Immigrant Integration and Immigrant Segregation: The Relationship Between School and Housing Segregation and Immigrants' Futures in the U.S.

Publication date: 
April 2019
The Poverty & Race Research Action Council logo, which features their name under their acronym, PRRAC, all in green letters. Posted to accompany their report, Immigrant Integration and Immigrant Segregation: The Relationship Between School and Housing Segregation and Immigrants' Futures in the U.S.

Introduction

No matter where you sit on the political spectrum, or how you feel or what you believe or think you understand about immigration, the numbers make one thing clear. The fate of the United States is tied up with the fate of its immigrants.   

One in four children living in the United States has at least one parent who is an immigrant. The U.S. Census Bureau recently reported that 14 percent of US residents — or 44 million people — were born outside the country. This is among the largest shares of immigrants in the U.S. since the 1890’s, when 14.7 percent of the nation’s population was foreign-born. In 2014, data from the New American Economy shows that immigrants paid $328.2 billion in local, state and federal taxes. In New Jersey, New York and California that year, immigrants paid more than 20 percent of the total paid in state taxes. In March 2019, New American Economy reported that Houston’s immigrants generated more than a quarter of that regions gross domestic product (GDP).

As Dr. Martin Luther King and more recently, Congressman John Lewis remind us, our foremothers and forefathers may have come to this nation on different ships, but we are “all in the same boat now.”

This report from Martha Cecilia Bottia helps us more clearly see this truth and act upon it constructively. This much-needed, thorough review of the existing scholarship on what is known (and still unknown) about the relationship between residential segregation and various outcomes for immigrants, is an important foundation on which to build inclusive, equitable housing and school policies. Bottia also clearly elucidates the various theoretical frameworks that have shaped our knowledge base about immigrants in the United States. Through this review of both theory and what’s known, Bottia leads readers on a path toward a contemporary research agenda to better inform policy and practice.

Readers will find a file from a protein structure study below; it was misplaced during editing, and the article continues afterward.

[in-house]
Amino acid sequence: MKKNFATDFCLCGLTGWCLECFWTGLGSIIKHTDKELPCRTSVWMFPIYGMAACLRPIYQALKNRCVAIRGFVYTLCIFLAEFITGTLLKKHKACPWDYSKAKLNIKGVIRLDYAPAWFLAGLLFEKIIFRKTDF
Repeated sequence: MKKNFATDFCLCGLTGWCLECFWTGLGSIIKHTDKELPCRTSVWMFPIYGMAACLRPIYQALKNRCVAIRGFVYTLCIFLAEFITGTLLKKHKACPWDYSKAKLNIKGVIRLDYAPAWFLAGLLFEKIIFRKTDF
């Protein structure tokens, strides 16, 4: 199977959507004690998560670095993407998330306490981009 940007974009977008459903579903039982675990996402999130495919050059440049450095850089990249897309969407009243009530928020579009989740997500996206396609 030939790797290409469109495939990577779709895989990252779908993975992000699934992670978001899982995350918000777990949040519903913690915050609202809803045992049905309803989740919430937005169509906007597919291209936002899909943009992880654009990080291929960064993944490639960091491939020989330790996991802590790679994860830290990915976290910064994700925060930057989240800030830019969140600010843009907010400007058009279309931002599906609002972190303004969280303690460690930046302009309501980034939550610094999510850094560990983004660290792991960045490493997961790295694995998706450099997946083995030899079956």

As the scholar and long-time PRRAC board member john a. powell notes, we are living in a time of technological change, economic precariousness and demographic shifts. Such phenomena, powell explains, can trigger anxiety, which then typically elicit what he terms “breaking” or “bridging” reactions. Segregation falls into the “breaking” category. This is because it cordons off communities and institutions that have educational and economic opportunities and enables the privileged and powerful to hoard advantage. Policies and practices that bridge, on the other hand, build common ground and empathy by bringing people together across lines of difference to share institutions, power and opportunities in equitable and reparative ways.

We all have choices about how to think and act in the face of the cultural transformations reshaping our nation. This cogent report lays out the knowledge we need to help us make the right ones.

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